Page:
If you are a long-time reader of my blog, I am sure you have read the posts and references to Koira's fear of garbage trucks, which extends somewhat to include all large vehicles and, in some cases, all vehicular noise. This amounts to her basically not being able to walk calmly downtown or within hearing distance of major roads or streets with large trucks.
Recently, my vet had to give Koira some tranquilizers to keep her quiet in her crate while on crate rest (for her shoulder injury). Acepromazine was the first prescription we tried, but resulted in some bad side effects including aggression towards my other pets (likely from the inability to flee, forcing her into a fight response instead). So we tried lorazepam instead of the Ace. It works for the crating problems (though she no longer needs it while crated since she is ramping back up to normal exercise so isn't going so stir crazy as to chew on her kennel and break her teeth).
While she was on the lorazepam, however, I found out that it not only kept her from wigging out while crated, it helped bring her down from scared-out-of-her-mind fear level to a ear-flicking, I-wonder-what-that-sound-is-and-if-I-should-be-worried-about-it level. It was an amazing difference to see, and so I talked to my vet about getting a prescription for anti-anxiety meds for Koira. Instead of putting her on a regular dose, however, we decided to just go with an addition prescription of the lorazepam. Koira can now get a dose about an hour before we go out for a walk or a training session, and it helps keep her fear level below threshold, so that she is willing and able to accept treats, praise, and play and is able to think clearly enough to realize what these rewards are for.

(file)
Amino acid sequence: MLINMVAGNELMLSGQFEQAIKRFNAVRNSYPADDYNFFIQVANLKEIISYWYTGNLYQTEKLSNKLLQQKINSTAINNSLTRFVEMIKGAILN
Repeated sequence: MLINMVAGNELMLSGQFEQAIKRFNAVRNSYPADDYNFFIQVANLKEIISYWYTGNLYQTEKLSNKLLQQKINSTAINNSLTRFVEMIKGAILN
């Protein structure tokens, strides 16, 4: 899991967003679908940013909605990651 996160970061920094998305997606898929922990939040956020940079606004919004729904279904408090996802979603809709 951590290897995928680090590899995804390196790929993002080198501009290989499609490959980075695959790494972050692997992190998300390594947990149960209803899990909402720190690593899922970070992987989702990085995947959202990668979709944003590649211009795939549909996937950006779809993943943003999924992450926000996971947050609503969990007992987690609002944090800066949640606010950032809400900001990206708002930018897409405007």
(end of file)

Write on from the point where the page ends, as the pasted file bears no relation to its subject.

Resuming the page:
Yesterday, I drove a friend to a job interview and brought the dogs along in the car. I forgot to give Koira her pills before hand, but decided to see where we were with no medication, since I had to wait in the downtown area anyway. It was awesome. While obviously worried about the traffic noises, and more fixated about them than she is when medicated, Koira was able to redirect. She was able to tug with me. She could think clearly enough to follow directions. She didn't hit the end of the leash in a full-strength pull to get back to the car or into a safe building (or rather, when she did hit the end of the leash, I was able to call her attention back to me without having to physically redirect her by grabbing her collar or physically turning her).
We will continue to work while using the medication. But, yesterday has given me the hope that the work we are doing is making a difference. That Koira will be able to be in high traffic areas without losing her mind to fear. And that maybe, someday, I will be able to wake up on Friday without my dog in a melted pile of garbage-truck-fearing goo, desperate to hide under the covers.
As a mark of our triumph, all of these photos were taken downtown around 4:00 in the afternoon- traffic wasn't crazy, but it was there. Koira was able to tug, to perform a sit-stay, and was able to even appear to be enjoying herself. I can tell by her ear set that she is worried. She will probably always be worried about traffic (which is not necessarily a bad thing). But, my dog is no longer paralyzed with fear. She is no longer filled with the single thought of getting away from it.